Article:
Published 4th March 2014 in The Express Tribune (e-paper version here)
“The guys showed a lot of character,” said a less-than-coherent Kohli, swiveling round and round in his post-game chair. “If you compare the experience of our team with their team, it’s massive. Huge,” he said, and swiveled some more. But if the Pakistani cricket experience is defined by sheer lunacy, then yes, the Indian side has a long way to go.
For once, and it really is just this once, the stats are too good to pass up. India had slammed a big 245 in Sharjah, and it was 245 runs that it piled on again in Dhaka. The margin of victory in ‘86 was the closest for any Indo-Pak battle royale. Last Sunday’s was the second-closest.
That still doesn’t cover the cleanest comparison: the visual of Shahid Afridi clobbering R Ashwin with two sixes off the last over, Pakistan’s Miandad Moment 2.0.
Published 28th January 2014 in The Express Tribune (e-paper version here)
Ever hear about the meowing nuns? If a book from 1844 is to be believed, a nun in a French convent started meowing like, well, a cat. It wasn’t long before the other nuns began joining in. Soon enough, all the nuns were meowing in this choir from hell.
This being the Middle Ages, and cats considered close to the Devil, panic hit. The army (who else) was brought in to ‘save the sanctity’ of the convent. This they did — with rods and whips — and the nuns swore to meow no more.
Published 24th January 2014 in The News International (e-paper version here)
In Jewish myth, a golem is a monster made of clay. Legend has it that a rabbi fashioned one from the fresh soil of a riverbank to protect his people from the Romans. Many a golem story follows, but the theme stays tragic: the creature protects the Jews, the creator loses control of its creation, and the golem runs rampage.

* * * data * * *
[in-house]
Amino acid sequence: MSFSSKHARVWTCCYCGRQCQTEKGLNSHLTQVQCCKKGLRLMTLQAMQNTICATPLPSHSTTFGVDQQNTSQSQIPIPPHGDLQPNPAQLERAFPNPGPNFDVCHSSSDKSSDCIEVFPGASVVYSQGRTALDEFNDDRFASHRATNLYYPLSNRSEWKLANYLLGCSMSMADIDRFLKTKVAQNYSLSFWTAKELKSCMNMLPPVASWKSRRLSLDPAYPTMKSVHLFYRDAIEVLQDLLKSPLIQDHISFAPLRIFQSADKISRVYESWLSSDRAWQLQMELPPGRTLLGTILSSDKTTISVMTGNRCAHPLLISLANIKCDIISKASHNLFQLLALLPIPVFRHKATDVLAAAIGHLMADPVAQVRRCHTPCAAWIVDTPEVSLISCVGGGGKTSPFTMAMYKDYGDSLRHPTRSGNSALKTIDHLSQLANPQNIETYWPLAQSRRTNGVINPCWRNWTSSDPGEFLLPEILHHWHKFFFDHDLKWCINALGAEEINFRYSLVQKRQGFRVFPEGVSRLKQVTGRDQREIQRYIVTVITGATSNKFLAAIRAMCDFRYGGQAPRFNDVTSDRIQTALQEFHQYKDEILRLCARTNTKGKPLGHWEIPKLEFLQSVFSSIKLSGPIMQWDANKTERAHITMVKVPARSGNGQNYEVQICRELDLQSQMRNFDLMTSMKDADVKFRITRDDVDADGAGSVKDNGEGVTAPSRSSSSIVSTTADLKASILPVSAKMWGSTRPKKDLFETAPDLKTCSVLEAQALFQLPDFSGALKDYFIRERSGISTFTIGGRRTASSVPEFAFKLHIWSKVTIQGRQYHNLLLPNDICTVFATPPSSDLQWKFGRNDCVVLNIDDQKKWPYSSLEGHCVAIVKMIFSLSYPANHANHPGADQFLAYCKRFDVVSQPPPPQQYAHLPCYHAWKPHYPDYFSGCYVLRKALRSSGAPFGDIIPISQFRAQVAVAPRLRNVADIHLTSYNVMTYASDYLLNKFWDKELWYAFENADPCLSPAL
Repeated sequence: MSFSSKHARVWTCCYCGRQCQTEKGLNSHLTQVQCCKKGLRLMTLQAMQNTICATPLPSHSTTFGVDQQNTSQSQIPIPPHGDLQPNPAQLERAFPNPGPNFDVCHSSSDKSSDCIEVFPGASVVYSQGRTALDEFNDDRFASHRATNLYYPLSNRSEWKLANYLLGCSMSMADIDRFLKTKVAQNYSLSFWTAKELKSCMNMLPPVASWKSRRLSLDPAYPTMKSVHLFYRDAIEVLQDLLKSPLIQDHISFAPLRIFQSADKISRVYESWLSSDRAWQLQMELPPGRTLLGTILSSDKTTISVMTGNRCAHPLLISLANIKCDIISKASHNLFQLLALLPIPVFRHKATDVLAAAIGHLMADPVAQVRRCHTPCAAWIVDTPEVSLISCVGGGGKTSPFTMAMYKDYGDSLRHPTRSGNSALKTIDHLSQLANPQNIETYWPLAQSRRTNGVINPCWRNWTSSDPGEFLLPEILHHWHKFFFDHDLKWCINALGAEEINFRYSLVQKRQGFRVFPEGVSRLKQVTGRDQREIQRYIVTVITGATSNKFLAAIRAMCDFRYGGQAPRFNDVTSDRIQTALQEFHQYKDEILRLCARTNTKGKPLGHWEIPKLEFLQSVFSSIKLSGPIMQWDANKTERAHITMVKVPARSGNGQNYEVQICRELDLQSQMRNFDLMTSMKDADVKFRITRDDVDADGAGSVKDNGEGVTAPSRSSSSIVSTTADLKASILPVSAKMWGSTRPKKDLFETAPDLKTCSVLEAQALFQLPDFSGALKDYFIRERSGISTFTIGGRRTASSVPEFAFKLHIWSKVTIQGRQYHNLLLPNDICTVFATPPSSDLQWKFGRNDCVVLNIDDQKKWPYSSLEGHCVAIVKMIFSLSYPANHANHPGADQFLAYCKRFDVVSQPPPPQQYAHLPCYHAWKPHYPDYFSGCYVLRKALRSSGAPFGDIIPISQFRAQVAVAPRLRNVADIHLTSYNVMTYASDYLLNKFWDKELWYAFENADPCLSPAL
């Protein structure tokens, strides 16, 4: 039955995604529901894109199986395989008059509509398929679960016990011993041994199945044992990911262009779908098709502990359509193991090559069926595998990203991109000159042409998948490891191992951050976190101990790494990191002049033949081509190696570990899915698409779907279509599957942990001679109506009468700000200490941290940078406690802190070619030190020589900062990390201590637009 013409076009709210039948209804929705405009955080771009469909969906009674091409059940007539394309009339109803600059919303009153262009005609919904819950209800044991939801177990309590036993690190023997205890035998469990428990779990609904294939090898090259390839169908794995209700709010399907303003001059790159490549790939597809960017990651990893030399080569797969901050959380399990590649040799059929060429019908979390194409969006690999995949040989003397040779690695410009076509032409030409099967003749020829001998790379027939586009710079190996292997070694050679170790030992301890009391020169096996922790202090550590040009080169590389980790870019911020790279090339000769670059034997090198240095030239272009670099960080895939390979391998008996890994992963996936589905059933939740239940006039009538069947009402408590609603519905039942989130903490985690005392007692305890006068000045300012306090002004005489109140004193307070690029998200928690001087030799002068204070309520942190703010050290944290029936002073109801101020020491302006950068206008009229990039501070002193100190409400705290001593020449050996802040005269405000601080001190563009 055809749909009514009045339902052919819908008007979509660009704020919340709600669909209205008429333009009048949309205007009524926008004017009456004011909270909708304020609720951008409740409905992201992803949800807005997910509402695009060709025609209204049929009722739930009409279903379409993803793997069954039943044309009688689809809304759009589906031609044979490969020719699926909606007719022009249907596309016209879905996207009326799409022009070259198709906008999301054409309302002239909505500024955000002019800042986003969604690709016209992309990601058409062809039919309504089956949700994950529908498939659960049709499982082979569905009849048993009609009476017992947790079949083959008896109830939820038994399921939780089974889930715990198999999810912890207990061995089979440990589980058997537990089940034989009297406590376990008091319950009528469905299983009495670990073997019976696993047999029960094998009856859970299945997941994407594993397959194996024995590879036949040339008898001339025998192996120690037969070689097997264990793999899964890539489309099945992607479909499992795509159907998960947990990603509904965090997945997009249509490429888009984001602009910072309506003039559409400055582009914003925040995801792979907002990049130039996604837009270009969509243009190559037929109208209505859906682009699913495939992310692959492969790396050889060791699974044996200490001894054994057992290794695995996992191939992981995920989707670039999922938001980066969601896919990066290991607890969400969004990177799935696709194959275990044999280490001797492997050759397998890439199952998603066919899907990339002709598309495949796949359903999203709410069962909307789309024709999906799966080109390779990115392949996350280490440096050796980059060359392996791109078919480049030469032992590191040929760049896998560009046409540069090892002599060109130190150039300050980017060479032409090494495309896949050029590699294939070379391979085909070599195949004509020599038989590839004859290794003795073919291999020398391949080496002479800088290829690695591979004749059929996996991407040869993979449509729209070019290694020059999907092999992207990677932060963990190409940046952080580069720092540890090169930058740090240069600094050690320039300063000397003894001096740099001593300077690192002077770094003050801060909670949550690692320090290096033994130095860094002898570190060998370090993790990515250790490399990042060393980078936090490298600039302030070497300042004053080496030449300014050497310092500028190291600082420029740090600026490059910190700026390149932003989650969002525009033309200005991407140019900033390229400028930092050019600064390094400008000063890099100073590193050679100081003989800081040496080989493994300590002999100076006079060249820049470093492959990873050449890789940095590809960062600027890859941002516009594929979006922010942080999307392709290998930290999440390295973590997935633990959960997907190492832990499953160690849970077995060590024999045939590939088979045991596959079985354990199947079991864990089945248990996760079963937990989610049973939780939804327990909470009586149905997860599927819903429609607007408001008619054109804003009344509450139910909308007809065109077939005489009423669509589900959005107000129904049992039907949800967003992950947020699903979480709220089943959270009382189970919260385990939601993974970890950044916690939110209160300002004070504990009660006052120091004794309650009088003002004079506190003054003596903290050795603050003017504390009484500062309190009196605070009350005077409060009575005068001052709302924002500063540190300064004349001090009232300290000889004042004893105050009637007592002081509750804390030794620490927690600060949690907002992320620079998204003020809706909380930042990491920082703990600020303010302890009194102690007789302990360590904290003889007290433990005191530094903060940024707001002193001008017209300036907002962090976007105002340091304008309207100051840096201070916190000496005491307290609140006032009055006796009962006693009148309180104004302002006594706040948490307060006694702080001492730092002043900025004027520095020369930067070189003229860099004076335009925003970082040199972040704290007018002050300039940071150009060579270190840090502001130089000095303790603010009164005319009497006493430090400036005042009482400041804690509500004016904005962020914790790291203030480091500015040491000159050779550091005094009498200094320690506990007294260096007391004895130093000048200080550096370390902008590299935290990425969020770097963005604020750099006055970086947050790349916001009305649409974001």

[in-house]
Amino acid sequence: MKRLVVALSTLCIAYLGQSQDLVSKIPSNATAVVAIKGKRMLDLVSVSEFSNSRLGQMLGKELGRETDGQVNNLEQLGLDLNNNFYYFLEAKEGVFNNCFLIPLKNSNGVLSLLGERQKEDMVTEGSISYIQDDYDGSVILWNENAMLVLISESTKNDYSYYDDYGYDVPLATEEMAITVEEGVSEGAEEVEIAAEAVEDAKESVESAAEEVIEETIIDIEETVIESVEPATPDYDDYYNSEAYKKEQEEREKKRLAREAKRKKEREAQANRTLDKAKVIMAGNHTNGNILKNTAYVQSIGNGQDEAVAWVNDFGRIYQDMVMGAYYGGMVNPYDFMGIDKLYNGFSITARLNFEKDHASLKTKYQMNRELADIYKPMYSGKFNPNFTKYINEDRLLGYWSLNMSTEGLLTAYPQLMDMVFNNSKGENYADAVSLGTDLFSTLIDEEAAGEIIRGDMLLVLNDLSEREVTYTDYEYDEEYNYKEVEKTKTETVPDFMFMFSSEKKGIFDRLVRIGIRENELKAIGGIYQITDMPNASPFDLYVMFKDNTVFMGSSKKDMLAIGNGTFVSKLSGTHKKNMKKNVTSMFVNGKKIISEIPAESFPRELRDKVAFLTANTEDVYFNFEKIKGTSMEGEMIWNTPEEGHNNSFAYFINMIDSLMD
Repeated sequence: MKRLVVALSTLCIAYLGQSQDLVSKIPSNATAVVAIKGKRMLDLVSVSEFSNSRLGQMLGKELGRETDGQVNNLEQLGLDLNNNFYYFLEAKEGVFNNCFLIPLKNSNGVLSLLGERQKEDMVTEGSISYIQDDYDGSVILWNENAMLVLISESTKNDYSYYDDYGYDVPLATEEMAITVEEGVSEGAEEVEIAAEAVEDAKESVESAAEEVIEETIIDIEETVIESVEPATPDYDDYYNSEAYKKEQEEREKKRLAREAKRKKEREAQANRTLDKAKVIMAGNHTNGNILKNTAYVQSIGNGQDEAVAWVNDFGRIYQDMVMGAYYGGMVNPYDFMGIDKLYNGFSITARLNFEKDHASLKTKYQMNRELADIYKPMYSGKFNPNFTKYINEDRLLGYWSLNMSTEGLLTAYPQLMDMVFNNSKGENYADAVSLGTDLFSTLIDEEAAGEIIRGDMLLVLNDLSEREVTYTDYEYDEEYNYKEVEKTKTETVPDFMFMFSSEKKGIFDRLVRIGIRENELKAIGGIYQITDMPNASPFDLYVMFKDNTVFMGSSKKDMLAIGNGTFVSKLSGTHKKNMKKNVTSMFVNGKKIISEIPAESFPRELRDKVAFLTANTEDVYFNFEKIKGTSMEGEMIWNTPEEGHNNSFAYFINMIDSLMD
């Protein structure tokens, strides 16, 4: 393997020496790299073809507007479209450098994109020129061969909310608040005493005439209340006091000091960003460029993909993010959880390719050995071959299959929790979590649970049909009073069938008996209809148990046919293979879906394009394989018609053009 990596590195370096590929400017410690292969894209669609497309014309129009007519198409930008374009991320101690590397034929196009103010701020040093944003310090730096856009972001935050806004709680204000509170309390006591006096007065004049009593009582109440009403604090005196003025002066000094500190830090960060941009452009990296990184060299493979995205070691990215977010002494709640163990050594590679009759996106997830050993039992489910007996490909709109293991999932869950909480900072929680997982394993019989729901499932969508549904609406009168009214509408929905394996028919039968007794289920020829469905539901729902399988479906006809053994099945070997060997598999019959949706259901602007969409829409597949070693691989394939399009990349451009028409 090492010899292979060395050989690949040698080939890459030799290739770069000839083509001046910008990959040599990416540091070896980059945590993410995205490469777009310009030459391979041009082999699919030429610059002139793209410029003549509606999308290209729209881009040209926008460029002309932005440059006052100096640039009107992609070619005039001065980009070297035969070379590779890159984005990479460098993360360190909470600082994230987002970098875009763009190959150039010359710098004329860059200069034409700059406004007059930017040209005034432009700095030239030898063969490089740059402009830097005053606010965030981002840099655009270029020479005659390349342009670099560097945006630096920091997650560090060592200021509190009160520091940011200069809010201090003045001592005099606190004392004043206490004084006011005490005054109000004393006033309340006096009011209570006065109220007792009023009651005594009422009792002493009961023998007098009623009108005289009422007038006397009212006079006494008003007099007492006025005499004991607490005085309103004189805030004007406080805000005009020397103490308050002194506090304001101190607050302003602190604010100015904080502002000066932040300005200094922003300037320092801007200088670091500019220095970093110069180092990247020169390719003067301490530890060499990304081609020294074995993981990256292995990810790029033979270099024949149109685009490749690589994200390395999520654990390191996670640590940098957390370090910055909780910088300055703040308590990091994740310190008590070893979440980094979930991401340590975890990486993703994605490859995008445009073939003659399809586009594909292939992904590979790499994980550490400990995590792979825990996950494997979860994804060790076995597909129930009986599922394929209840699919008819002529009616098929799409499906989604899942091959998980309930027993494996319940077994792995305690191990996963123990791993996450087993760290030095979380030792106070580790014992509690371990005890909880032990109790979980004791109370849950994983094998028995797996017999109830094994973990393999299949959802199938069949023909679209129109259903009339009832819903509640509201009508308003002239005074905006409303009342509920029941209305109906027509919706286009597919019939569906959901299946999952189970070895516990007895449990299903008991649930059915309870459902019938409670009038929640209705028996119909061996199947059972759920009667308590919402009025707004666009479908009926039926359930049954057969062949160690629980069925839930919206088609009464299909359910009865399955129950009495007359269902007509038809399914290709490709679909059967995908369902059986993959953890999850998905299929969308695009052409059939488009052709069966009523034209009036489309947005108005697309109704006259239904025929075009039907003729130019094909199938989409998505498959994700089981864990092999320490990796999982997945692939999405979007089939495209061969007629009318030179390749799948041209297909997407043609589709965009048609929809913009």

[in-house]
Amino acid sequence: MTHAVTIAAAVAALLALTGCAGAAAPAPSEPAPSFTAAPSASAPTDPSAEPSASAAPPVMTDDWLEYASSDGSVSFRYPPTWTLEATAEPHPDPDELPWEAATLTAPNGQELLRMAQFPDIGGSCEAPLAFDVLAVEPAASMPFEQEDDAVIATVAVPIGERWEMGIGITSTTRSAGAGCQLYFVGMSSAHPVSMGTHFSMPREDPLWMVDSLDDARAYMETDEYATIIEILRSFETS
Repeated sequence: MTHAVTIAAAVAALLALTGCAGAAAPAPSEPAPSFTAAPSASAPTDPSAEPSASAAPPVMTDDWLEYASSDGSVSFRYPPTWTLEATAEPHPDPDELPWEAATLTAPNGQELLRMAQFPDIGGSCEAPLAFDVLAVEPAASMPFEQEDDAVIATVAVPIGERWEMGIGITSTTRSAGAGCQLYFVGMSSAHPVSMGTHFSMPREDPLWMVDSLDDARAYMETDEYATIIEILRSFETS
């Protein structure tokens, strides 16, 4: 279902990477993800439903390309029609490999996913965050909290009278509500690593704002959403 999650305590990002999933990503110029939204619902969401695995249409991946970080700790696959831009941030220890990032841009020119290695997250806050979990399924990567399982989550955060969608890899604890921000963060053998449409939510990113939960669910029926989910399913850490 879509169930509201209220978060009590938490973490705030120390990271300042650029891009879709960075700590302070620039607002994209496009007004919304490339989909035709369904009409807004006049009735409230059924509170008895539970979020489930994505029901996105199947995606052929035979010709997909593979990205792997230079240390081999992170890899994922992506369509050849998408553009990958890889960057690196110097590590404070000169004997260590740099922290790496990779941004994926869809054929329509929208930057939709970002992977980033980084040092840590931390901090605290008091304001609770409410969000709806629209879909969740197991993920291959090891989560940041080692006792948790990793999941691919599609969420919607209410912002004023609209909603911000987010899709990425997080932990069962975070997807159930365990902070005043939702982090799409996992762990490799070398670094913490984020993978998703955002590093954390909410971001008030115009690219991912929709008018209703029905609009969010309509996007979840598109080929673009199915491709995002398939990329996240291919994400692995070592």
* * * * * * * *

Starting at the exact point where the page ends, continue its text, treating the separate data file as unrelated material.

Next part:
One such story goes, ‘When the Gaon (Jewish scholar) saw that the Golem was growing larger and larger, he feared that the Golem would destroy the universe. He then removed the Holy Name that was embedded on (the Golem’s) forehead, causing him to disintegrate and return to dust.’
Ariel Sharon was Zionism’s own plus-sized golem, well on his way to wrecking the universe before a coma turned him back to dust. But by the time Sharon finally crumbled, it was too late. The dream of a Jewish democracy had turned into the nightmare of Greater Israel.
Consumption defined Ariel Sharon. Nothing sated him. Like the monster from lore, Sharon couldn’t stop himself from eating – food or land. A boulder of a man, Sharon was famously ashamed of his weight. But as with his lust for ‘living space’ – a term straight from the Nazis’ dictionary – his appetites ultimately consumed him.
Published 14th January 2014 in The Express Tribune (e-paper version here)
Sixty-six years since Pakistan’s birth, January 6 saw its first-ever suicide attack… on a school building. An adult male showed up at the gate with a bomb strapped over his sick heart, and tried to murder 2,000 children inside. For being Shia.
Numb in the face though we’ve become, consider for a second what that means. The killer isn’t a freedom fighter crying occupation. He’s not a teenager hiding behind lax gun laws. He’s not motivated by money, in fact, he’s not motivated by anything in this world at all.
This isn’t about terror. This isn’t about whether wars on terror are ours or theirs. This is about sectarian cleansing: a cancer that has spread from the plains of the south to the mountains of the north. This sickness was born in Southern Punjab, and over the past 30 years has gone national.
Published 7th January 2014 in The Express Tribune (e-paper version here)
He’s hard to look at, Geert Wilders. A set of mean little eyes makes one think of dead fish. They sit under a mane of Heseltine hair, bleached with peroxide. It’s only when people get beyond the grey eyes and frozen blonde tips that they pay attention to what Wilders has to say. And what he has to say isn’t pretty either.